To that we say: “No. Wrong.” In fact, increasingly, a pro-life, complementarian Christian who believes in inerrancy, stands with God’s Word on issues of sexuality and gender, and has an Augustinian-realist approach to the public square is on the down and out. We aren’t cool. And we aren’t in power, so this isn’t about power preservation.
4. This is an anti-historical take.
The Didache, one of the earliest non-canonical Christian documents not written by “white westerners,” clearly states, “You shall not murder a child by abortion nor kill that which is born.” Thus, pro-life values — and the logical extension of voting for pro-life platforms by Christians — is not some white, western construct but rather the millennia-old interpretation of the teachings of Scripture. Thus, a Christian worldview — when done right — should never be synonymous with “whiteness.” That’s historically impossible.
5. These are sociologists and historians masquerading as theologians, and it shows.
Not that someone can’t do all three, but what scholars like Du Mez, or Jacob Alan Cook, are doing is bringing every bit of their worldview perspective, which is not primarily a theological one, in a dump truck up to the text of God’s Word and emptying it out over the pages of Scripture. They then interpret our theological convictions through their trained, secular, sociological perspectives, or historical perspectives, and with their thoroughly western categories of analysis. The same bug — which for them is a feature — is also on display in the sadly popular (but awful) book on race and Christianity, Divided by Faith: Evangelical Religion and the Problem of Race in America, by Michael Emerson and Christian Smith.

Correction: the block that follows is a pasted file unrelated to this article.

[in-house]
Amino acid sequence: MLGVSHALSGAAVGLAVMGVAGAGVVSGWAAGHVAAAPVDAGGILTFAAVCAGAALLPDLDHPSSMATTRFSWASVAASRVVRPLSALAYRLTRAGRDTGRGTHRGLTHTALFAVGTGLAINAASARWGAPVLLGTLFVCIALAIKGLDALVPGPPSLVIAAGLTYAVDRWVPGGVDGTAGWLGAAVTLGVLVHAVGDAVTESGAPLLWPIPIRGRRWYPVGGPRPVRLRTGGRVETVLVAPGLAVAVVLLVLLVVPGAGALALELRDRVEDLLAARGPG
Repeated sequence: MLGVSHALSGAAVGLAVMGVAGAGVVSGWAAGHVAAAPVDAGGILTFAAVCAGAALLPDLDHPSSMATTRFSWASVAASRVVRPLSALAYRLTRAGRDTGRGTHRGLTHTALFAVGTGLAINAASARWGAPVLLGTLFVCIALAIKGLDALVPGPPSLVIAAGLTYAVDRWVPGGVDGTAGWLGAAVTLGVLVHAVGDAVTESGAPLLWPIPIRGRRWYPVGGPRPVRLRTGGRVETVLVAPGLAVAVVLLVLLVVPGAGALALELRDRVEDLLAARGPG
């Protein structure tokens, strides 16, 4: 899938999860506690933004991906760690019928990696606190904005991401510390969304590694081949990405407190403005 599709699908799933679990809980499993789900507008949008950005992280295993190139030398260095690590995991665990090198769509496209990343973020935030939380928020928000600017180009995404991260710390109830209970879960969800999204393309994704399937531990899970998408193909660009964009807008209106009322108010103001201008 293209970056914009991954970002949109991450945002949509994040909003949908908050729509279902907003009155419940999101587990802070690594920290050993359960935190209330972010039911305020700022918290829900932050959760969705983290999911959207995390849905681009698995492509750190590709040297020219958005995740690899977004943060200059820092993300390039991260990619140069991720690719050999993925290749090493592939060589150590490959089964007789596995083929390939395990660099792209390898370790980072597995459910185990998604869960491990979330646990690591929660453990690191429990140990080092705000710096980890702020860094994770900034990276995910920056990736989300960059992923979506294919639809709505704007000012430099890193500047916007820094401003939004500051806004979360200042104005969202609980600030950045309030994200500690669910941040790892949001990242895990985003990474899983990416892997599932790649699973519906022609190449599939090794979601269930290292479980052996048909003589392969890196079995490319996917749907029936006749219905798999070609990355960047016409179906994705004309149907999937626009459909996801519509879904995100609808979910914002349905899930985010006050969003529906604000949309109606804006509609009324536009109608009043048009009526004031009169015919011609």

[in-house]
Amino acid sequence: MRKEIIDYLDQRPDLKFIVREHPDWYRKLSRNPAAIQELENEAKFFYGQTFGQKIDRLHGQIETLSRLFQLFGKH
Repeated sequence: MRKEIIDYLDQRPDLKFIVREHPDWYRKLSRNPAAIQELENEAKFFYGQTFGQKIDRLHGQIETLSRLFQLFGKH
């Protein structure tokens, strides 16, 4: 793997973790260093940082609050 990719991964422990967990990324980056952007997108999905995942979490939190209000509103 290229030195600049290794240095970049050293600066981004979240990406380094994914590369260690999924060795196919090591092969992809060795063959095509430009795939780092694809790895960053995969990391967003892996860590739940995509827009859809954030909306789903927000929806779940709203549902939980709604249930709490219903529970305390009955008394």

Dr. Andrew Walker, professor of ethics at SBTS, in his pushback on Du Mez, said it well: “It is astonishing to me the incredulity of scholars who are unable (or unwilling) to understand that individuals might hold a good faith conviction due to honest biblical interpretation, and not out of some ulterior motive to protect one’s power or privilege.”
This is where we are, folks. Don’t buy this tripe (and definitely not for $120!). Instead, build and better your Christian worldview. Constantly interrogate it to see if you are coming at issues from a biblical lens, or from your own personal perspective.
And rest assured, a Christian worldview is not “whiteness.” Again, it’s just biblical: “We demolish arguments and every pretension that sets itself up against the knowledge of God, and we take captive every thought to make it obedient to Christ" (2 Corinthians 10:5).
Originally published at the Standing for Freedom Center.
William Wolfe served as a senior official in the Trump administration, both as a deputy assistant secretary of defense at the Pentagon and a director of legislative affairs at the State Department. Prior to his service in the administration, Wolfe worked for Heritage Action for America, and as a congressional staffer for three different members of Congress, including the former Rep. Dave Brat. He has a B.A. in history from Covenant College, and is finishing his Masters of Divinity at The Southern Baptist Theological Seminary.
Follow William on Twitter at @William_E_Wolfe